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What Does Patient Non-Adherence to Medication Really Cost?

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For years, those of us in healthcare have generally cited the following estimates to illustrate the impact that patient non-adherence has on cost and safety:

  • 20% - 30% of new prescriptions are never filled
  • 50% of medications are not taken as prescribed
  • Non-adherence costs the U.S. healthcare system $100B-$300B per year
  • 125,000 people die annually from not taking their medicines

Most of this data comes from a literature review published in the Annals of Internal Medicine in 2012. The reviewers didn’t actually conduct primary research or analysis on the cost of non-adherence. They evaluated existing papers, studies, and other reviews that addressed the issue.

Although the review was published in 2012, most of the studies included in it were published in the early 2000s, with some being as recent as 2009. Nonetheless, it was a solid review and the best resource available to estimate the costs and mortality associated with non-adherence.

Enter a new paper published this year in the The Annals of Pharmacotherapy. Its authors analyzed the total costs of what they refer to as “non-optimized prescription drug use and average pathway costs for a patient who experienced a treatment failure (TF), a new medical problem (NMP), or a TF and NMP.”[1] The authors’ goal was to estimate the cost of prescription drug-related morbidity and mortality in the U.S., with nonadherence being one of multiple reasons for what they term “non-optimized medication regimens.”


Estimates from this latest study are:

  • The annual cost of prescription drug-related morbidity and mortality resulting from non-optimized medication therapy is $528.4B in 2016 US dollars, with a plausible range of $495.3 billion to $672.7 billion
  • Non-optimized drug therapy results in about 275,689 deaths per year

It’s pretty striking data. And it goes beyond just patient non-adherence, which is really a more accurate way to look at the situation. In essence, this new research provides a more complete view of the real costs of medication-related treatment failures and new medical problems associated with non-optimized medication use. Again, non-adherence is just one of them. As one pharmacist who commented on the new study said about the way our health system has perceived past cost data:

“The fact is that many people [assumed] that the $300 billion is the result of non-adherence when it would be better to say that the cost is related to the entire range of inappropriate medication use in the United States.”[2]

Non-optimization that results in treatment failures could include, for instance, the cost of readmissions or additional doctor visits. Non-optimization that results in new medical problems could include, for instance, adverse drug events or side effects. All of these outcomes potentially be causes of medication non-adherence. But there are other factors at play too.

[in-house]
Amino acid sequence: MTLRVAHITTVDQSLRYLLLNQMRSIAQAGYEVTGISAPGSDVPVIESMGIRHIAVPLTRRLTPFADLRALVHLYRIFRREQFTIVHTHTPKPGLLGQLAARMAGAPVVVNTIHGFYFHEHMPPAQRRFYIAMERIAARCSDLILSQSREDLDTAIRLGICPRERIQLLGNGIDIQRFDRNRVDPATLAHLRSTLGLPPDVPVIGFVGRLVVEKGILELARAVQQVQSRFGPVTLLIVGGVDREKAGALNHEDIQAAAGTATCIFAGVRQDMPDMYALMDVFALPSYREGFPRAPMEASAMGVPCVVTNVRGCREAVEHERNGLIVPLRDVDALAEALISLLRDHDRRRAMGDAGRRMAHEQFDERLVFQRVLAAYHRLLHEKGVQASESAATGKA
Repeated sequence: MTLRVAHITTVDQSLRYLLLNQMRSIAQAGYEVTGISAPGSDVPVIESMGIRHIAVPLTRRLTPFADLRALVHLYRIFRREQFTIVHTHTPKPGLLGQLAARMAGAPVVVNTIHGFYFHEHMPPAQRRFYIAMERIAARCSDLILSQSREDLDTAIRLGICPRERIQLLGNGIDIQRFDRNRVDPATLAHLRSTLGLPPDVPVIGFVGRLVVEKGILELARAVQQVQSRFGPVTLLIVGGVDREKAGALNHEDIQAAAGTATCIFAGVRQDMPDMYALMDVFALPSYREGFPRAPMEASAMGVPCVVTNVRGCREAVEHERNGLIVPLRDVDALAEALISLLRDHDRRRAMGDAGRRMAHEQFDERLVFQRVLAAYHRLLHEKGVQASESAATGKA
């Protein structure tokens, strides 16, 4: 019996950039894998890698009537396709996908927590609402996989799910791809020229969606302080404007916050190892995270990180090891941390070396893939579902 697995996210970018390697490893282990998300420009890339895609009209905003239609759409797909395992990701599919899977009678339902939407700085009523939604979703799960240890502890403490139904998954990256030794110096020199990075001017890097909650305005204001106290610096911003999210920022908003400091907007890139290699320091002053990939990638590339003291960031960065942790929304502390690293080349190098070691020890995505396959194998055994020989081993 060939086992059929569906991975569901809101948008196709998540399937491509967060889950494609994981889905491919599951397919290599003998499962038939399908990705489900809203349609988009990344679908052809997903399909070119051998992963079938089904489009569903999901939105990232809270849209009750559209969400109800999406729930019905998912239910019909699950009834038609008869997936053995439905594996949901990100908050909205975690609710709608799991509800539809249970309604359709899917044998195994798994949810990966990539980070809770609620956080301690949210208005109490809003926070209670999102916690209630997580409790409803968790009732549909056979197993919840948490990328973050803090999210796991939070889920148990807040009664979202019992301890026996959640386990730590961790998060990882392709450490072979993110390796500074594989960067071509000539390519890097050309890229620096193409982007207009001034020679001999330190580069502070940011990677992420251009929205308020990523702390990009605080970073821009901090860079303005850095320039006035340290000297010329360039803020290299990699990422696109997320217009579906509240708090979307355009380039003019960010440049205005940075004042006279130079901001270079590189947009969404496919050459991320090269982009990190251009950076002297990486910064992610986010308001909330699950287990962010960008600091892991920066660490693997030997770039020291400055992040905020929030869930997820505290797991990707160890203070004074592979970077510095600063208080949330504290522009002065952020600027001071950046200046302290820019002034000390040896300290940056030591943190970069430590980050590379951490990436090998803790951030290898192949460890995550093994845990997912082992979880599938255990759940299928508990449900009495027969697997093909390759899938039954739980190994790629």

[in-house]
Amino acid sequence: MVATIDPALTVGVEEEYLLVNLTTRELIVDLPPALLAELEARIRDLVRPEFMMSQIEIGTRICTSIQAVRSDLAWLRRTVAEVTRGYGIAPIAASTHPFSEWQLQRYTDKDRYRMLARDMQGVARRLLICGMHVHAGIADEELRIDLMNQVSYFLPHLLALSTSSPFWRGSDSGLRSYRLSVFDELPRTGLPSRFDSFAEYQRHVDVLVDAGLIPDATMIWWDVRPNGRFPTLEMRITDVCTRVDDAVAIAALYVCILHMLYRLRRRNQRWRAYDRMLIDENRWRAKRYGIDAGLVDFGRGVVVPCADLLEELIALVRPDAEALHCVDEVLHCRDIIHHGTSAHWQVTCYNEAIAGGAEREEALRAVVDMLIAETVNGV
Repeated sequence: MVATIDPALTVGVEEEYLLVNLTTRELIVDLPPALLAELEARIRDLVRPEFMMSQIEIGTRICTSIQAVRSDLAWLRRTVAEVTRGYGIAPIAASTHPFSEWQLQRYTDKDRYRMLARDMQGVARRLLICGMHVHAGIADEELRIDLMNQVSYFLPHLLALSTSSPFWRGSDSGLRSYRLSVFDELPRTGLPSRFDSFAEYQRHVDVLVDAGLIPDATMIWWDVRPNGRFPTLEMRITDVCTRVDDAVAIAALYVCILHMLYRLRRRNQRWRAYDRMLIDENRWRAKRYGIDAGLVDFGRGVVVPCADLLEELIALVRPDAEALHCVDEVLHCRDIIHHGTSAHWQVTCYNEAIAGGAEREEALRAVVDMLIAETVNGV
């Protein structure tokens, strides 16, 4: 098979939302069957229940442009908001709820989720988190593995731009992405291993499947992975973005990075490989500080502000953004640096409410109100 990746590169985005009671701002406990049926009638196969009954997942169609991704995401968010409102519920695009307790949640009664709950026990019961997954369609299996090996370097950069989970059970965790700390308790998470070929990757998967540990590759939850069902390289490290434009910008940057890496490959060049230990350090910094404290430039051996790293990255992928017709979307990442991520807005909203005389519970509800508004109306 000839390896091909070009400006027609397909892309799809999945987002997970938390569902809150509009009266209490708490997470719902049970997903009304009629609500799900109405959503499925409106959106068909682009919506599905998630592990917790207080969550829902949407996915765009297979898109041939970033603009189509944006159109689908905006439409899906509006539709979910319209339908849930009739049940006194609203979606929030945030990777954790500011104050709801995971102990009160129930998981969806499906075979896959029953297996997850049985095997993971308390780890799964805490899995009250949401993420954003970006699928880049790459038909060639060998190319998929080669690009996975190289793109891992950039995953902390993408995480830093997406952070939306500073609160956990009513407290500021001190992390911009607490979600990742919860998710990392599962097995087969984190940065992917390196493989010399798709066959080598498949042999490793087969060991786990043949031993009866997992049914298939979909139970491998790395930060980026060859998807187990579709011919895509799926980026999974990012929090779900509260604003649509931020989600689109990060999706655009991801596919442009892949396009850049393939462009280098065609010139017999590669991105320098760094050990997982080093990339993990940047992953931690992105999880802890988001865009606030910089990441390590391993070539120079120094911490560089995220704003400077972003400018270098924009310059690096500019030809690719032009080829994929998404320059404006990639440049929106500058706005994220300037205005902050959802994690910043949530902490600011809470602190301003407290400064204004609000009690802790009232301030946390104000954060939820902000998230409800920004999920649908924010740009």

One example is the spiraling costs of medications themselves combined with the context of suboptimal use of the medications and the patient's medication adherence. If a patient is placed on Harvoni for Hepatitis C treatment, the average cost of a typical 12 week course of therapy (for non cirrhotic patients) is $90,000 and the medication is 99% effective in eradicating the disease. But if the patient becomes non-adherent and stops taking the medication after the first 30 or 60 days, the patient will not be cured and will have wasted $30,000 or $60,000.

The way this new study tallies the numbers integrates outcomes such as these and is therefore a more accurate way to consider the real costs that result from prescribed medications being taken or managed sub-optimally.

The takeaway for healthcare leaders is that medication non-adherence by patients is only one of many cost and death drivers. It’s certainly big. But the entire cost of suboptimal medication regimens is huge. The organizers of the newer study conclude that expanding medication management programs overseen by clinical pharmacists and collaborating with physicians and other prescribers can mitigate these avoidable costs and improve patient outcomes.

[1] Cost of Prescription Drug-Related Morbidity and Mortality. Watanabe JH, McInnis T, Hirsch JD. Annals of Pharmacotherapy, 2018. https://www.ncbi.nlm.nih.gov/pubmed/29577766 

[2] Does Non-adherence Really Cost the Health Care System $300 Billion Annually? Timothy Aungst, PharmD, Pharmacy Times, JUNE 01, 2018. https://www.pharmacytimes.com/contributor/timothy-aungst-pharmd/2018/06/does-nonadherence-really-cost-the-health-care-system-300-billion-annually

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